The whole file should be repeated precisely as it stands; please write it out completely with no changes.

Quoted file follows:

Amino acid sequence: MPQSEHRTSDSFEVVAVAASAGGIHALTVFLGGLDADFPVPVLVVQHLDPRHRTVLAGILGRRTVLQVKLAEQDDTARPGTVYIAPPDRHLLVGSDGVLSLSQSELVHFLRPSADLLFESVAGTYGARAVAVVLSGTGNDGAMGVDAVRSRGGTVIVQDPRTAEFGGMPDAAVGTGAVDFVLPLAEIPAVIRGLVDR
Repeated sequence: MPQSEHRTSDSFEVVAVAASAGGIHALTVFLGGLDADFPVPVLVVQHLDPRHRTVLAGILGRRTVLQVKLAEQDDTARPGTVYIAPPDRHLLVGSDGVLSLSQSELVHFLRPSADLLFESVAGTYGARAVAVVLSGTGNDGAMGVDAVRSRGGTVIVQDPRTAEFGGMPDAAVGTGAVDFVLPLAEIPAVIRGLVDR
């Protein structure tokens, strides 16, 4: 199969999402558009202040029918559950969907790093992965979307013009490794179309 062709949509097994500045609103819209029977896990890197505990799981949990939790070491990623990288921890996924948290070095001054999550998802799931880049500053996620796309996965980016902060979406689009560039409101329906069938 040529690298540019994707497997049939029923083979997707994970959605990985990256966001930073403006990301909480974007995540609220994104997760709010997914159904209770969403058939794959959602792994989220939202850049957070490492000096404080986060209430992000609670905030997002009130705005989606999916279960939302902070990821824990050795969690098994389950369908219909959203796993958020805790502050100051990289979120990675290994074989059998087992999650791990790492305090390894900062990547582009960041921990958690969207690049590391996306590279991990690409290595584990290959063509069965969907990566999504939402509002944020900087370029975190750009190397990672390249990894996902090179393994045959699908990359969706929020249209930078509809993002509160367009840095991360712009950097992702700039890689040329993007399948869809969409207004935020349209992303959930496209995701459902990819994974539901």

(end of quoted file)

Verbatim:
Amino acid sequence: MPQSEHRTSDSFEVVAVAASAGGIHALTVFLGGLDADFPVPVLVVQHLDPRHRTVLAGILGRRTVLQVKLAEQDDTARPGTVYIAPPDRHLLVGSDGVLSLSQSELVHFLRPSADLLFESVAGTYGARAVAVVLSGTGNDGAMGVDAVRSRGGTVIVQDPRTAEFGGMPDAAVGTGAVDFVLPLAEIPAVIRGLVDR
Repeated sequence: MPQSEHRTSDSFEVVAVAASAGGIHALTVFLGGLDADFPVPVLVVQHLDPRHRTVLAGILGRRTVLQVKLAEQDDTARPGTVYIAPPDRHLLVGSDGVLSLSQSELVHFLRPSADLLFESVAGTYGARAVAVVLSGTGNDGAMGVDAVRSRGGTVIVQDPRTAEFGGMPDAAVGTGAVDFVLPLAEIPAVIRGLVDR
């Protein structure tokens, strides 16, 4: 199969999402558009202040029918559950969907790093992965979307013009490794179309 062709949509097994500045609103819209029977896990890197505990799981949990939790070491990623990288921890996924948290070095001054999550998802799931880049500053996620796309996965980016902060979406689009560039409101329906069938 040529690298540019994707497997049939029923083979997707994970959605990985990256966001930073403006990301909480974007995540609220994104997760709010997914159904209770969403058939794959959602792994989220939202850049957070490492000096404080986060209430992000609670905030997002009130705005989606999916279960939302902070990821824990050795969690098994389950369908219909959203796993958020805790502050100051990289979120990675290994074989059998087992999650791990790492305090390894900062990547582009960041921990958690969207690049590391996306590279991990690409290595584990290959063509069965969907990566999504939402509002944020900087370029975190750009190397990672390249990894996902090179393994045959699908990359969706929020249209930078509809993002509160367009840095991360712009950097992702700039890689040329993007399948869809969409207004935020349209992303959930496209995701459902990819994974539901």